Betting on an Inevitable and Overlooked Crisis

It seems as if all the present focus in financial markets is on Europe and “solving” their debt crisis. Debt is by far the biggest problem facing the developed world. What is interesting is that there lurks a far greater crisis on the horizon in my opinion, one that dwarfs the present European drama. Let me explain.

Shorting the JGB (Japanese Government Bond) market has been a graveyard of hedge fund manager’s capital for well over a decade now.

It has seemed both inevitable as well as imminent to many an astute market observer, that the Japanese government would not be able to sustain ZIRP  (Zero Interest Rate Policy) indefinitely while debts ballooned. At some point the bond vigilantes would have their say.

Betting on rates rising to compensate for the additional risk attached to skyrocketing debt has been both logical as well as completely wrong for over a decade.

The reasons for the Japanese government’s ability to maintain ZIRP in the face of increasing debts could make for an entire and very long blog post so I’ll keep it brief… very brief.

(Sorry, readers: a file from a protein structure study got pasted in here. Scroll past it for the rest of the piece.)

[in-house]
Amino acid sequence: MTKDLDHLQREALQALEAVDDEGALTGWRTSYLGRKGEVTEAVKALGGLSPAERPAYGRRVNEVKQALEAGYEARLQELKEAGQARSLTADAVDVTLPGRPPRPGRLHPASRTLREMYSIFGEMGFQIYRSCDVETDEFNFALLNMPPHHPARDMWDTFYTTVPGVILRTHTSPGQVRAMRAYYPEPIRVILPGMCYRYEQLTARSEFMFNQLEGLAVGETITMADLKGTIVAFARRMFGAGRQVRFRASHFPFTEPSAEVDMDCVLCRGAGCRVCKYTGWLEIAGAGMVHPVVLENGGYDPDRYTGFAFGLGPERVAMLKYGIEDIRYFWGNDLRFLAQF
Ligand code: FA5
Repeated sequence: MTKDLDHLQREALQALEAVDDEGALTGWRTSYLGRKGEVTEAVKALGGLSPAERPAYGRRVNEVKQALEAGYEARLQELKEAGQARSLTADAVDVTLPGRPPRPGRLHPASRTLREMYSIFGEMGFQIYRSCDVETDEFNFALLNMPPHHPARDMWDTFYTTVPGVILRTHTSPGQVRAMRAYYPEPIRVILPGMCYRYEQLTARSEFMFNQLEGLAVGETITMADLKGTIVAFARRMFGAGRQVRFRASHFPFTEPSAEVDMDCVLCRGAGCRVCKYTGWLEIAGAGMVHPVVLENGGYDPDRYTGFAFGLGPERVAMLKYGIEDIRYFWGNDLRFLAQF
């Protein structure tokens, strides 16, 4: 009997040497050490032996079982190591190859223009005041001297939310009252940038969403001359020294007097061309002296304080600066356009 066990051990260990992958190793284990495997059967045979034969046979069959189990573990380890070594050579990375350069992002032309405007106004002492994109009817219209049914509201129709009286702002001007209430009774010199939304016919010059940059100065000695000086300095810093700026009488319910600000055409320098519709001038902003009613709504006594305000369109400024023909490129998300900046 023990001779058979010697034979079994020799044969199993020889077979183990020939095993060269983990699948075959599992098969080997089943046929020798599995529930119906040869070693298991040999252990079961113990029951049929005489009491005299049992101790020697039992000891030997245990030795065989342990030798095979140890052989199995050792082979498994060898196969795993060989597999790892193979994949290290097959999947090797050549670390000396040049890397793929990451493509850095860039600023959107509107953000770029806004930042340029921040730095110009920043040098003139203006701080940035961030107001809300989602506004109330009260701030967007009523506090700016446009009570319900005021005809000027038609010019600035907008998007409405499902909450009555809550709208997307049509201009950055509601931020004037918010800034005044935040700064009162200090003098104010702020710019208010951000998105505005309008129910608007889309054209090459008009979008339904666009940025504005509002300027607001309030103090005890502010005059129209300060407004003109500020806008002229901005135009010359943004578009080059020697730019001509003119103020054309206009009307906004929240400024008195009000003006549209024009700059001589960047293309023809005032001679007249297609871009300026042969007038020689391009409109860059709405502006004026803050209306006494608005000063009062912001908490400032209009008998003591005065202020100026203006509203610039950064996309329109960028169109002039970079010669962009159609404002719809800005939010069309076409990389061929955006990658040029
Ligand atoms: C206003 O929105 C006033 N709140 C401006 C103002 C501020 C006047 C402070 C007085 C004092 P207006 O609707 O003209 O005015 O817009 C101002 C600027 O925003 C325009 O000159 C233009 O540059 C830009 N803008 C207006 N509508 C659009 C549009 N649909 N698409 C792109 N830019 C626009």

• A xenophobic society with a very high savings rate.

Yep, that’s it. The Japanese keep their money at home preferring to invest their cash in the perceived safety of JGB’s, which has allowed their government to fund insane and wasteful infrastructure projects. Fully 98% of the population are pure Japanese. It’s nearly impossible to acquire citizenship if you are not Japanese. Outside of small tribes still living in the jungles of Papua New Guinea or the Amazon basin, the Japanese are possibly the most homogeneous society on earth.

How we got here – Achieving the impossible

Japan for the last 20 years has been China’s largest trading partner. A period that has seen arguably the largest Asian boom in history. How is it that Japanese tax revenues in nominal dollars today are the same as they were in 1985? At the same time expenses are over 200% of what they were in 1985.

  • Does this make sense?
  • Can it last and if so, for how long?
  • What would a Chinese slowdown do to Japanese exports and subsequent tax receipts?

The BOJ has engineered rates lower as their debts have gone hyperbolic. ZIRP is great for the income statement, but absolutely destroys the balance sheet which eventually destroys the income statement itself, once  ZIRP collapses under market discipline.